While consumers may not trust private companies as sources for their public health and safety information, they do rely on communications from airlines, hotels and short-term rental companies to make travel choices. The path ahead for travel, transportation and hospitality companies is clear: Align your customer communications with information from trusted sources. And explore touchless digital innovation to allow your customers to navigate the travel experience more safely and effectively.
Travelers 40 years old and younger are the most willing to pay for increased physical space between themselves and fellow travelers.
Consumers told us in no uncertain terms that they want to hear from their travel providers. They are eager to receive clear, consistent, ongoing information about safety measures that can protect their health when they travel.
In fact, 80% of consumers told us they make choices about where to stay or how to get there based on communications from their travel providers. They also told us they are not satisfied with the communications they are currently receiving.
Having already implemented a raft of comprehensive safety protocols based on the most current guidance from medical experts, travel, transportation and hospitality companies need to complete the circle by communicating the breadth of those safety measures to reassure consumers.
Reach consumers in every channel they might expect, both digital and physical, with clear, consistent, ongoing information about ongoing safety protocols so they have ample reassurance before they make their travel plans.
Use those connection points with existing customers to cement loyalty, while also targeting new customers with features that might appeal to them. With many travelers primed to switch brands or loyalty programs, the time to act is now.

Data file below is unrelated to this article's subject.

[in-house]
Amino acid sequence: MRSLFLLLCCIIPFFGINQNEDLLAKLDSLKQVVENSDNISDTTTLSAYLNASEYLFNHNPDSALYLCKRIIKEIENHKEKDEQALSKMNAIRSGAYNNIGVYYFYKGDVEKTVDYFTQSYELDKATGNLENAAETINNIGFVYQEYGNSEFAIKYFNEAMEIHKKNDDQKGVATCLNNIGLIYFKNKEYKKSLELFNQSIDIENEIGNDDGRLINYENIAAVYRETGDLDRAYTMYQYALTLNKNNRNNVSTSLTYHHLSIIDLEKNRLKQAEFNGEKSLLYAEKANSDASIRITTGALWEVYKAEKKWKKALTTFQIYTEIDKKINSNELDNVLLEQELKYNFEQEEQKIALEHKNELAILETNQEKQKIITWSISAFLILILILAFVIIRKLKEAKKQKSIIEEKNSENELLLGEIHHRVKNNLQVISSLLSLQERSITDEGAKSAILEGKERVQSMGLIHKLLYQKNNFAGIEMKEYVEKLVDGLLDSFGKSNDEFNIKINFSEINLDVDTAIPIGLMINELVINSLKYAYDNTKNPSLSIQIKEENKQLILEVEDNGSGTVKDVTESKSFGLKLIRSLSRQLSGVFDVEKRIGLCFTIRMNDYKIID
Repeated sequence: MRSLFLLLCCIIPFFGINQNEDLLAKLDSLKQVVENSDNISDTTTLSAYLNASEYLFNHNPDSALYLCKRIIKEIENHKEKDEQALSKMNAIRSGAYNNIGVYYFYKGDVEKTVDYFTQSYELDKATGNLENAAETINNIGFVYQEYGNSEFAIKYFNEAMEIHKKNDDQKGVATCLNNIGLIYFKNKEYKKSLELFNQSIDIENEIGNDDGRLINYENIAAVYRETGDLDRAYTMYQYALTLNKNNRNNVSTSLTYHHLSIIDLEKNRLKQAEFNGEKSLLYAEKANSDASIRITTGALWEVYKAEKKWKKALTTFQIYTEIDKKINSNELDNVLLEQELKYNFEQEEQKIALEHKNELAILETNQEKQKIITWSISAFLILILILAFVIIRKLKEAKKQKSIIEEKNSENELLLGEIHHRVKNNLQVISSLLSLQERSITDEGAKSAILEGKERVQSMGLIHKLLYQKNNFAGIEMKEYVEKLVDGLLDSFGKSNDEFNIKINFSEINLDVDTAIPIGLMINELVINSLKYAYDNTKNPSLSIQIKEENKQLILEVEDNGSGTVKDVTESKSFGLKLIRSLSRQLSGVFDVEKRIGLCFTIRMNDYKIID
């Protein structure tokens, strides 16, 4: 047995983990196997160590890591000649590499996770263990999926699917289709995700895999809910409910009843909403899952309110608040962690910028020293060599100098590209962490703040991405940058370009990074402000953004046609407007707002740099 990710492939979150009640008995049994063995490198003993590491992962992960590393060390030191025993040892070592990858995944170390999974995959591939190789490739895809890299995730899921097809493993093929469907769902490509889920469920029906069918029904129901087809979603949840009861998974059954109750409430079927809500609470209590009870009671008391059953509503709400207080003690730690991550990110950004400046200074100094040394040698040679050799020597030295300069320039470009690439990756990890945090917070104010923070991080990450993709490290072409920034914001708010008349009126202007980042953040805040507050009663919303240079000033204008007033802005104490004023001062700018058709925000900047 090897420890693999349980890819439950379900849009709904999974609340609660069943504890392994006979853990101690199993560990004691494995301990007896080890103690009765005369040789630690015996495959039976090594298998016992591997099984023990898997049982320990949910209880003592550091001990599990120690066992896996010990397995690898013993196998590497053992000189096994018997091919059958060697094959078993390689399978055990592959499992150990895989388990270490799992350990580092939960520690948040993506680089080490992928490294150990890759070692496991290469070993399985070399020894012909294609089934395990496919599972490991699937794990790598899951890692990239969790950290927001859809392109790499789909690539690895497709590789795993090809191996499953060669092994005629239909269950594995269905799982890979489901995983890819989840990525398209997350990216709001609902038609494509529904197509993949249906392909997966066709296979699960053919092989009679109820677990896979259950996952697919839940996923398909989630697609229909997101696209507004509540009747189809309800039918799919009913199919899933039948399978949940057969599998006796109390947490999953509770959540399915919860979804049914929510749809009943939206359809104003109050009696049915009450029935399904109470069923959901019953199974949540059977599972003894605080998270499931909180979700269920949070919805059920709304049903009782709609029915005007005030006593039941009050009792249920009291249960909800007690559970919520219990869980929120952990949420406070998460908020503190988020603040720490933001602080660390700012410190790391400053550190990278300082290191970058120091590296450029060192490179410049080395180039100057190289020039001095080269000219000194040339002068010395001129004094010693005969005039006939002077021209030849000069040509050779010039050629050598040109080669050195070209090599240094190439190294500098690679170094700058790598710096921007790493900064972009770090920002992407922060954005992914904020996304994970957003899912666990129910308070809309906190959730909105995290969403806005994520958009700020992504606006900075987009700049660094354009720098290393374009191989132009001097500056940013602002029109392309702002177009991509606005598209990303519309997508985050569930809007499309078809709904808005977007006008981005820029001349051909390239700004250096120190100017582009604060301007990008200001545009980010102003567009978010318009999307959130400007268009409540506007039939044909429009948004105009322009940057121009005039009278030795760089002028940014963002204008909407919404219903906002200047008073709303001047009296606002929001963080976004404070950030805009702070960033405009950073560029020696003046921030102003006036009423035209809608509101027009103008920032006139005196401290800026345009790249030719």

80% of consumers make travel choices based on the communications they receive from their travel providers.
The isolation felt in the early stages of the pandemic has led to an increased desire in many consumers to reconnect in person — both for business and personal reasons. And the surge in confidence seen among consumers who have traveled bodes well for travel, transportation and hospitality companies.
While uncertainty about the public health implications of COVID-19 continues, consumer trust in the scientific and medical community offers travel providers an opportunity to implement safety measures based on scientific guidance.
These businesses are also well-advised to communicate consistently in order to reassure consumers about their health and safety. Meanwhile, demand intelligence tools that combine leading indicators of travel recovery with public health mandates and consumer preferences can provide insights into upcoming trends in the months ahead.
Partner, CMO Advisory, PwC US
Director, PwC US